We continue to believe Ecosynthetix (ECO.TO or US OTC: ECSNF) is VERY close to an inflection point for the commercial adoption of its DuraBind bio-adhesive for the wood panel market which consumes $Bs in adhesive per year. Their eco-friendly adhesive is intended to replace the industry standard which contains formaldehyde and has come under increasing critique for its health dangers, starting with regulations in California.
Yet investors are currently paying only a modest premium to ECO’s US $57M in net cash to participate in this long term growth opportunity. ECO is not a client of our investor relations consultancy, but we would love to represent them, and given the compelling nature of the story – this author established a position starting about a year ago (too early it now seems, but happy to be Long Term!)
These recent developments support our view:
1) July 27th the EPA finalized a rule to reduce exposure to formaldehyde vapors from certain wood products EPA Formaldehyde Rule Summary
2) Cannacord Genuity recently launched a Sustainability & Special Situations Watch List that highlighted Ecosynthetix – the report should help to expand awareness of this very compelling special situation. (To its credit, ECO has neglected its IR outreach – other than good quarterly update – in favor of focusing all resources on the one thing that really matters: commercialization, and therein lies the valuation discrepancy relative to its rapid potential revenue ramp).
3) Ecosynthetix reported excellent progress in its commercialization efforts, which involve industrial testing, in its Q2 reporting:
ECO is currently live with 10 customers, representing over 50 manufacturing lines. ECO estimates each line could account for US $500k – $3M in annual revenue. Further, to put this in perspective, there are more than 1,100 wood composite lines in the world. Canaccord estimates ECO’s current production capacity of 235M pounds per year as equating to approximately C$190M in revenue, or less than 2% of the total global adhesives market.
ECO’s longest trial has been proceeding over a year or more and accounts for 5 million square feet of produced and sold. One of the company’s customers started its process to be formaldehyde free two years ago and looked at 217 chemistries, eventually short-listing three solutions and performed industrial testing on their products and is currently evaluating only EcoSynthetix. ECO stated on its Q2 call that 10M square feet of board have now been produced using its adhesive.
ECO is very active in raising awareness and driving adoption of its bio-based polymer. Its products are being evaluated by 7 of the top-15 global wood-based panel manufacturers, resin technology providers that provide the PMDI resin used in chip boards, furniture manufacturers as well as big box retailers. EcoSynthetix has indicated that it hopes these tests could lead to commercial orders in the near term.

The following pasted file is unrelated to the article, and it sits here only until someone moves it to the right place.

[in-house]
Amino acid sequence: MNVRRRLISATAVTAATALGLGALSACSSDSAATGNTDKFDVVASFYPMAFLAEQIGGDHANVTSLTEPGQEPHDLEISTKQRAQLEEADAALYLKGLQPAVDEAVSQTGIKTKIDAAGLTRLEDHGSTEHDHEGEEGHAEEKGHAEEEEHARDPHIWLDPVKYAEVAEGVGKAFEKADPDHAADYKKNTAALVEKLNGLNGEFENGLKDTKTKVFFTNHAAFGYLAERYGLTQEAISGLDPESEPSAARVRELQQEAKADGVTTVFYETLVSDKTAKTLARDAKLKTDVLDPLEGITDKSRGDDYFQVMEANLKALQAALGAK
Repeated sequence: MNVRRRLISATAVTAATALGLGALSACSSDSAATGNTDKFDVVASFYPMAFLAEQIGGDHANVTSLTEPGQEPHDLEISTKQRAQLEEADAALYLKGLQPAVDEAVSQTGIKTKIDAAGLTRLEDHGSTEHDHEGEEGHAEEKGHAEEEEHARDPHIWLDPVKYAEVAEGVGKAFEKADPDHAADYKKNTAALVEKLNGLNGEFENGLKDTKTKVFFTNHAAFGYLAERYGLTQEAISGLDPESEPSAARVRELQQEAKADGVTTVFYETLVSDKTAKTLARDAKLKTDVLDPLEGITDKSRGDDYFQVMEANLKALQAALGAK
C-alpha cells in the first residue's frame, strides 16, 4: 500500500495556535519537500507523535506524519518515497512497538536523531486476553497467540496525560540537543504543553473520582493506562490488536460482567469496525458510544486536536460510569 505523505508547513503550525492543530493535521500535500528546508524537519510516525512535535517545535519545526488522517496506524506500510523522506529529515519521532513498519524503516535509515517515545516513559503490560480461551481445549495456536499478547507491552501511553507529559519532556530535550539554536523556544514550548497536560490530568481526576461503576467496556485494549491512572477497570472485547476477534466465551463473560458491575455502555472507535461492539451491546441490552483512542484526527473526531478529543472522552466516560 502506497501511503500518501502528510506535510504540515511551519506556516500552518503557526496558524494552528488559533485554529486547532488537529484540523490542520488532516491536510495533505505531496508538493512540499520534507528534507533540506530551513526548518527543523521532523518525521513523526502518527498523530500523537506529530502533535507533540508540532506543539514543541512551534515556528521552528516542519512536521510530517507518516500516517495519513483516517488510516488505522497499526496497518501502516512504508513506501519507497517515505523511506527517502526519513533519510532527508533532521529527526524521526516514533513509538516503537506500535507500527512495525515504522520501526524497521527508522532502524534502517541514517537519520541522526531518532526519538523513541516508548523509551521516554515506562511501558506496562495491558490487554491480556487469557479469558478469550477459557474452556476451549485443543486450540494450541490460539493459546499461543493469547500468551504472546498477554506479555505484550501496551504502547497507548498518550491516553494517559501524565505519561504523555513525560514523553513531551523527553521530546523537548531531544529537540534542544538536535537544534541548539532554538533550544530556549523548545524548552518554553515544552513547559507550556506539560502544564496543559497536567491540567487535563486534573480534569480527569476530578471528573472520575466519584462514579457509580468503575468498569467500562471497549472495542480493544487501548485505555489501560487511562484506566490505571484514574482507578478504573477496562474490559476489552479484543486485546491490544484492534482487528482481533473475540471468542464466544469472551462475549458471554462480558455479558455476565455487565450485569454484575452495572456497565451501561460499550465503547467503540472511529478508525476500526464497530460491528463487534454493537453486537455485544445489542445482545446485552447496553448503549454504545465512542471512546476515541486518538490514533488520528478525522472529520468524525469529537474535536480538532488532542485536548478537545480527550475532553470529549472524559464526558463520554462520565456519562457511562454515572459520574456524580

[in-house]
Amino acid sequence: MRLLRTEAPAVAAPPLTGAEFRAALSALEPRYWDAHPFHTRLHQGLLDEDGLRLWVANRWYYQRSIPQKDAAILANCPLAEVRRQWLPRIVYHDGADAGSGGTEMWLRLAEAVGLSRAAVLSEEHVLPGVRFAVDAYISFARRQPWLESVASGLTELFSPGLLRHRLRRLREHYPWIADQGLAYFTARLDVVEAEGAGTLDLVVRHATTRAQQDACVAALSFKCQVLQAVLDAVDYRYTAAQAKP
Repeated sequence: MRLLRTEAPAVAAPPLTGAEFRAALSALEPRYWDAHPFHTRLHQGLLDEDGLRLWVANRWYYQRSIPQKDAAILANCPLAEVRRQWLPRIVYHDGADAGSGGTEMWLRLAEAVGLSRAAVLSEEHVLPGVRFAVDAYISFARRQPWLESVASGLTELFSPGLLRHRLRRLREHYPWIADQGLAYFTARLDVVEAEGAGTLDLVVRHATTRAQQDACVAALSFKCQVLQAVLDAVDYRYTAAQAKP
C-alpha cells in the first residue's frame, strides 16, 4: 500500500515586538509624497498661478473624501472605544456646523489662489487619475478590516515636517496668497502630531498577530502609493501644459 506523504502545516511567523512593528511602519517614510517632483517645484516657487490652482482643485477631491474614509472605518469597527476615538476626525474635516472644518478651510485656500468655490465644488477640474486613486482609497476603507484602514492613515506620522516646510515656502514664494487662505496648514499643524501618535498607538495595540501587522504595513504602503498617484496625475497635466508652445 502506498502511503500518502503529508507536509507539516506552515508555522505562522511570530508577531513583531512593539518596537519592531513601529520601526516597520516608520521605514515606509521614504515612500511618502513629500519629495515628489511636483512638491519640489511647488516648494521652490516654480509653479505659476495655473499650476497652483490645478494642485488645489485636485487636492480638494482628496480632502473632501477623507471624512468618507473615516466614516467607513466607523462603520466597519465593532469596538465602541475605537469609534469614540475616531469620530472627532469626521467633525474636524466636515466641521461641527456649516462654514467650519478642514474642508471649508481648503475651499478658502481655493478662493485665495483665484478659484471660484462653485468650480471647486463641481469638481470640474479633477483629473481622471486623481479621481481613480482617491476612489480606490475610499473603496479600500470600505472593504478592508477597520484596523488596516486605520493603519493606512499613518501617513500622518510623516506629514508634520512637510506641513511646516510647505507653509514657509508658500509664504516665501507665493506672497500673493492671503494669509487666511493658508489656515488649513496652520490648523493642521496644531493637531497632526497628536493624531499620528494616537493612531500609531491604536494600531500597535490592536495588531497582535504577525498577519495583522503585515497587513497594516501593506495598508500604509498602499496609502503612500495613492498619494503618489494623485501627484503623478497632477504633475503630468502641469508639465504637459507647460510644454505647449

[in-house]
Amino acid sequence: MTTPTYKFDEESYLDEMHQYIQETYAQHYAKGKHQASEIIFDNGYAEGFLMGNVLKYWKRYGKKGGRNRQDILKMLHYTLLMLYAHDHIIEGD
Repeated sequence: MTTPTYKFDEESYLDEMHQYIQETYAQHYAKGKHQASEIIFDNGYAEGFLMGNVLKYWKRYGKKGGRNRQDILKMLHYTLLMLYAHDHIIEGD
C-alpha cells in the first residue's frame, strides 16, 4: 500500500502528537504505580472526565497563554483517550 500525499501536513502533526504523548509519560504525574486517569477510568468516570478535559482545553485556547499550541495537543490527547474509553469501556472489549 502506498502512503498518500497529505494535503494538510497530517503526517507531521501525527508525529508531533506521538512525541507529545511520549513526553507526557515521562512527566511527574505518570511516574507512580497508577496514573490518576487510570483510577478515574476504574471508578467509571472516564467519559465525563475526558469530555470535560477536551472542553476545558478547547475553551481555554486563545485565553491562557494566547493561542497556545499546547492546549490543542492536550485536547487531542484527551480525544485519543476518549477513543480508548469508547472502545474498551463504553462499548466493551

ECO defines commercial success as running continuously on one line for 30 days. It has run continuously for one or two weeks (and produced 10M sq feet of panels for sale), but for various reasons (largely due to the logistics and processes learning curve involved in bringing a new adhesive into the production process) it has not yet hit its stated benchmark for commercial success but importantly there have been no issues that are not reasonably rectified – and the testing has enhanced ECO’s ability to bring new lines on line expediently.
4) Major retailers are also helping to lead the adoption trend, as both Ikea and Walmart have publicly announced plans to embrace No Added Formaldehyde (NAF) production for the wood products they offer.
5) Putting their money where their mouth is, CEO Jeff MacDonald recently bought 34,200 shares at C$1.65 on 8/24/16 and ECO’s chairman Paul Lucas bought 10k shares on Friday, 8/19/16 for C$1.72 View ECO Insider Activity Here
While it’s taken a year longer than I first expected for the adoption to transpire – in retrospect is was naive to think large companies would move so quickly, particularly during a period of very robust demand for their existing products – and no real impediment to selling those containing Formaldehyde other than in California. Trialling new adhesives takes time and disrupts production, which impacts the top and bottom line, so it’s understandable in a period of strong demand that the conversion process would get pushed out a bit.
From our dialogues with those focused on the ECO story – November/December are typically the slowest periods of production in the wood panel industry – where inventories are being worked down and the ability to convert lines to a new methodology is much less disruptive.
To be continued.